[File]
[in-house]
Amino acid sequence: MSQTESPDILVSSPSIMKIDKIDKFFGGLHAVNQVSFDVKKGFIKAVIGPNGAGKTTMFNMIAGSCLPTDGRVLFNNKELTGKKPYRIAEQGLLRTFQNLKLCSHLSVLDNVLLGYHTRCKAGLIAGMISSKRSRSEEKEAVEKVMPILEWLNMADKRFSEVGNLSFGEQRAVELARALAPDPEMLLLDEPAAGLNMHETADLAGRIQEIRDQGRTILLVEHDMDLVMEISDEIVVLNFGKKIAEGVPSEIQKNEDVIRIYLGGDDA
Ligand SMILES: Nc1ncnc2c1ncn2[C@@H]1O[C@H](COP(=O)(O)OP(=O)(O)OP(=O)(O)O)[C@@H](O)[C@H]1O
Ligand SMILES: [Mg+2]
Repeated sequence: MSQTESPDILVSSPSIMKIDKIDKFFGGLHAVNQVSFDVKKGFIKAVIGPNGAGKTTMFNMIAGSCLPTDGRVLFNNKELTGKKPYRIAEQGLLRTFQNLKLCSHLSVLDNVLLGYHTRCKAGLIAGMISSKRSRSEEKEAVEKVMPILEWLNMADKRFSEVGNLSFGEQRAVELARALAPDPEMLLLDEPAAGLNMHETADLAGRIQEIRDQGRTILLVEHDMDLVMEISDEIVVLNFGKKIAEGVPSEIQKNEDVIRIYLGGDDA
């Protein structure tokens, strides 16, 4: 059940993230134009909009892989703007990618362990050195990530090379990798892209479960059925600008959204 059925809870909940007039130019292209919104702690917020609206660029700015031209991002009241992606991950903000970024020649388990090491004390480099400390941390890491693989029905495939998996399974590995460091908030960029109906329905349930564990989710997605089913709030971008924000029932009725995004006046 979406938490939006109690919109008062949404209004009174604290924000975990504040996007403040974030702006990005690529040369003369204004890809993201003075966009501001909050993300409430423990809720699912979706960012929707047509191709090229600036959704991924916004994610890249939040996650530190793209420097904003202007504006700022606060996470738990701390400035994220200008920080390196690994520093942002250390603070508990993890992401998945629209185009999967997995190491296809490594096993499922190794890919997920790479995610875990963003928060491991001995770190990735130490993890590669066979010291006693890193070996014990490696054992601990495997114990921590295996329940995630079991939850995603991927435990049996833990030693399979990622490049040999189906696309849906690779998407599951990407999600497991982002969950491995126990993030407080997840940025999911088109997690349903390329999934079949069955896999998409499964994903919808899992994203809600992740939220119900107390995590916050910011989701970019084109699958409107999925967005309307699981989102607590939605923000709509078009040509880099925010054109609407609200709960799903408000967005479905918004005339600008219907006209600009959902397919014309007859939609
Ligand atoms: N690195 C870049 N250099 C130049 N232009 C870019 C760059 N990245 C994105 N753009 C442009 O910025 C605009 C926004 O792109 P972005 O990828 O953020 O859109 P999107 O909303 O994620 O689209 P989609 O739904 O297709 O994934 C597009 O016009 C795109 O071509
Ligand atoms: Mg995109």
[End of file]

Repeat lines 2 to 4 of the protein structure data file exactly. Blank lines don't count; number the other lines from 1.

Amino acid sequence: MSQTESPDILVSSPSIMKIDKIDKFFGGLHAVNQVSFDVKKGFIKAVIGPNGAGKTTMFNMIAGSCLPTDGRVLFNNKELTGKKPYRIAEQGLLRTFQNLKLCSHLSVLDNVLLGYHTRCKAGLIAGMISSKRSRSEEKEAVEKVMPILEWLNMADKRFSEVGNLSFGEQRAVELARALAPDPEMLLLDEPAAGLNMHETADLAGRIQEIRDQGRTILLVEHDMDLVMEISDEIVVLNFGKKIAEGVPSEIQKNEDVIRIYLGGDDA
Ligand SMILES: Nc1ncnc2c1ncn2[C@@H]1O[C@H](COP(=O)(O)OP(=O)(O)OP(=O)(O)O)[C@@H](O)[C@H]1O
Ligand SMILES: [Mg+2]